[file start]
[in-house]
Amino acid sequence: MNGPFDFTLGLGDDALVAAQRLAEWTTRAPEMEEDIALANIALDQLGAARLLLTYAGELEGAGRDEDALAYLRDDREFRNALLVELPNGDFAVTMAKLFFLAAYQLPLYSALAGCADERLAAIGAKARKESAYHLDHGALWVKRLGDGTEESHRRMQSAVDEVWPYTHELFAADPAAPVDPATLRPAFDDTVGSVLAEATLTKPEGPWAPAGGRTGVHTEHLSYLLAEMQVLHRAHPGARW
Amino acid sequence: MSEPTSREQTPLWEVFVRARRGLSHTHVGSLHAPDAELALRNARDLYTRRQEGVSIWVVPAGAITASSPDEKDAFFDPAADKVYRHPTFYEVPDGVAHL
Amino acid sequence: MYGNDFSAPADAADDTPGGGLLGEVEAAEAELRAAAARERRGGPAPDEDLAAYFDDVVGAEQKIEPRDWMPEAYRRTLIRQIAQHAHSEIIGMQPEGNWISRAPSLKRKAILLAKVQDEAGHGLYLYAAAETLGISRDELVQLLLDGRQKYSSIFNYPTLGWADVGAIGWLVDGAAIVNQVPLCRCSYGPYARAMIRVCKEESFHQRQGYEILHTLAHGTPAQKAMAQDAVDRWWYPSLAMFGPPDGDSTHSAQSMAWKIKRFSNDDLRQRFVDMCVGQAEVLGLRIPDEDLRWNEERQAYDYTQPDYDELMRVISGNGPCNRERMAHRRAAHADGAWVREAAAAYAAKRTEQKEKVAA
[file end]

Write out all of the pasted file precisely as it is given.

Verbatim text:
[in-house]
Amino acid sequence: MNGPFDFTLGLGDDALVAAQRLAEWTTRAPEMEEDIALANIALDQLGAARLLLTYAGELEGAGRDEDALAYLRDDREFRNALLVELPNGDFAVTMAKLFFLAAYQLPLYSALAGCADERLAAIGAKARKESAYHLDHGALWVKRLGDGTEESHRRMQSAVDEVWPYTHELFAADPAAPVDPATLRPAFDDTVGSVLAEATLTKPEGPWAPAGGRTGVHTEHLSYLLAEMQVLHRAHPGARW
Amino acid sequence: MSEPTSREQTPLWEVFVRARRGLSHTHVGSLHAPDAELALRNARDLYTRRQEGVSIWVVPAGAITASSPDEKDAFFDPAADKVYRHPTFYEVPDGVAHL
Amino acid sequence: MYGNDFSAPADAADDTPGGGLLGEVEAAEAELRAAAARERRGGPAPDEDLAAYFDDVVGAEQKIEPRDWMPEAYRRTLIRQIAQHAHSEIIGMQPEGNWISRAPSLKRKAILLAKVQDEAGHGLYLYAAAETLGISRDELVQLLLDGRQKYSSIFNYPTLGWADVGAIGWLVDGAAIVNQVPLCRCSYGPYARAMIRVCKEESFHQRQGYEILHTLAHGTPAQKAMAQDAVDRWWYPSLAMFGPPDGDSTHSAQSMAWKIKRFSNDDLRQRFVDMCVGQAEVLGLRIPDEDLRWNEERQAYDYTQPDYDELMRVISGNGPCNRERMAHRRAAHADGAWVREAAAAYAAKRTEQKEKVAA